Yesterday was officially "Ask A Curator" Day on Twitter: members of the public were invited to ask museum curators questions about their profession, background, personal interests, and even how much coffee they drink! Over 1,300 international museums participated, including the FIDM Museum. Associate Curator Christina Johnson gamely answered questions all day from curious minds around the world. If you missed her responses, check out our recap below. Of course, Ask A Curator isn't limited to one day - feel free to ask questions anytime on social media or the blog!
How do you determine what exhibition to curate next?
It's an ongoing conversation with Curator Kevin Jones, our co-workers, and our community. Exhibitions take years to research and everyone on this planet has a finite number of those, so we want to make each one as meaningful as possible.
What's the first thought when preparing to curate an exhibit?
The first thought is always the object list, getting that group of objects together and moving forward from there.
If you could jump into an artwork and live there 24h which would you choose and why?
I would wear our 1907 Redfern court gown and top it with a Cartier diamond tiara. And since we're talking fantasy, I would make sure to go to Buckingham Palace and meet Queen Alexandra.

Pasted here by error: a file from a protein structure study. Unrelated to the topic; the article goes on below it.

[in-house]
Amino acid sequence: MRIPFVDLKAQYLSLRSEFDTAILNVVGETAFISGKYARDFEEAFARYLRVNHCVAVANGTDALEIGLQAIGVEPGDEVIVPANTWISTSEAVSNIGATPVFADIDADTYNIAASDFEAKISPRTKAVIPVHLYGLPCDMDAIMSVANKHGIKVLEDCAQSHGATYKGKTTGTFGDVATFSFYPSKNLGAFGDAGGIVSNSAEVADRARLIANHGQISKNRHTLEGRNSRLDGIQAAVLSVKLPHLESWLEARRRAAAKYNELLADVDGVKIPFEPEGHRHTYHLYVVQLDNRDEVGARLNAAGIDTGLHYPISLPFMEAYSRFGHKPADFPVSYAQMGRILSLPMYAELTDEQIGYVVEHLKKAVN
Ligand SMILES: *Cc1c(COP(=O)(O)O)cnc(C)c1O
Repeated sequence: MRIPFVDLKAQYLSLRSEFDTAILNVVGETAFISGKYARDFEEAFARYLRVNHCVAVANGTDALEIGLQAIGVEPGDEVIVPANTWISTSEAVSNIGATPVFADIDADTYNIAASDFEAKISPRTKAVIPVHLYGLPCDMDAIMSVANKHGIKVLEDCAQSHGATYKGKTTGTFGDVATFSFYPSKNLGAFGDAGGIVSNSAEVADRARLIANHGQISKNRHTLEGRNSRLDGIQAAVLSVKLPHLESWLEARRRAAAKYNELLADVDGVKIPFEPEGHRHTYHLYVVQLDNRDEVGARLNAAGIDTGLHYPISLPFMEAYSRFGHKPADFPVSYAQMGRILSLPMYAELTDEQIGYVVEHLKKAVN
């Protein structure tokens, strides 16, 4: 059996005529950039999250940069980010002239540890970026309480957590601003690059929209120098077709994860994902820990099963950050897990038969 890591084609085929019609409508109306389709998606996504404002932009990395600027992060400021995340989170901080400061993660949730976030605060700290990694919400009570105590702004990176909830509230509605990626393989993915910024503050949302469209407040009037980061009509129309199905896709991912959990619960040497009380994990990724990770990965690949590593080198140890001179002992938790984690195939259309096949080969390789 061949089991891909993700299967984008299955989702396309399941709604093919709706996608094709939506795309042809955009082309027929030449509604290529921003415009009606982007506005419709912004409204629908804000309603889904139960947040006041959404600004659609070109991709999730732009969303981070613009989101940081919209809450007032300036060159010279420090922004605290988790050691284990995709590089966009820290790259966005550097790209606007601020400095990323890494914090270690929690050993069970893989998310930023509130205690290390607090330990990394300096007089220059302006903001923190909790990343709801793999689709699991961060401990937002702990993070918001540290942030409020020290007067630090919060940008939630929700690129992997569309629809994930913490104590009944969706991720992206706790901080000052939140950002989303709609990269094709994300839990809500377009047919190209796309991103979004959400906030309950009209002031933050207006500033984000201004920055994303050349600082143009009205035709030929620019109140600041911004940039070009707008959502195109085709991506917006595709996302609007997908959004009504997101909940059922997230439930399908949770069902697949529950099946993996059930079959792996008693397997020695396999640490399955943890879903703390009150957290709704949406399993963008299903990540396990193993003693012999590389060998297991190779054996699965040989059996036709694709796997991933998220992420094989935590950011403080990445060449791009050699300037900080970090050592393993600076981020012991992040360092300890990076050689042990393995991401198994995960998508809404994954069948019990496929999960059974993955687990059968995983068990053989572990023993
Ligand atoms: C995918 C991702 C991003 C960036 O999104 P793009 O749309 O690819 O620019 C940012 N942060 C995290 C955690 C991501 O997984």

Court gown & train
Redfern, 1907 (London, England)
Museum Purchase, Funds provided by Yvonne Hummel
What is the biggest misconception people have about curators?
That all we do is research. I also juggle donor relations, budgets, storage, and media. Honestly, there's never enough time to sit down with a book!
What's something you wish the general public knew/understood about curation?
Even after years of study, and seeing thousands and thousands of objects, you still come across things you’ve never seen before!
What is the biggest compliment a museum visitor can give you?
This is the most beautiful exhibition I have ever seen!
I've always wondered how women's dresses of the past impact the ways you inhabit space?
Think about bustled gowns of the 1880s with a metal understructure to support the fabric. Not only did women take up tons of space in these, they also needed to know how to move while wearing them—you’d be a klutz if you didn’t have deportment lessons!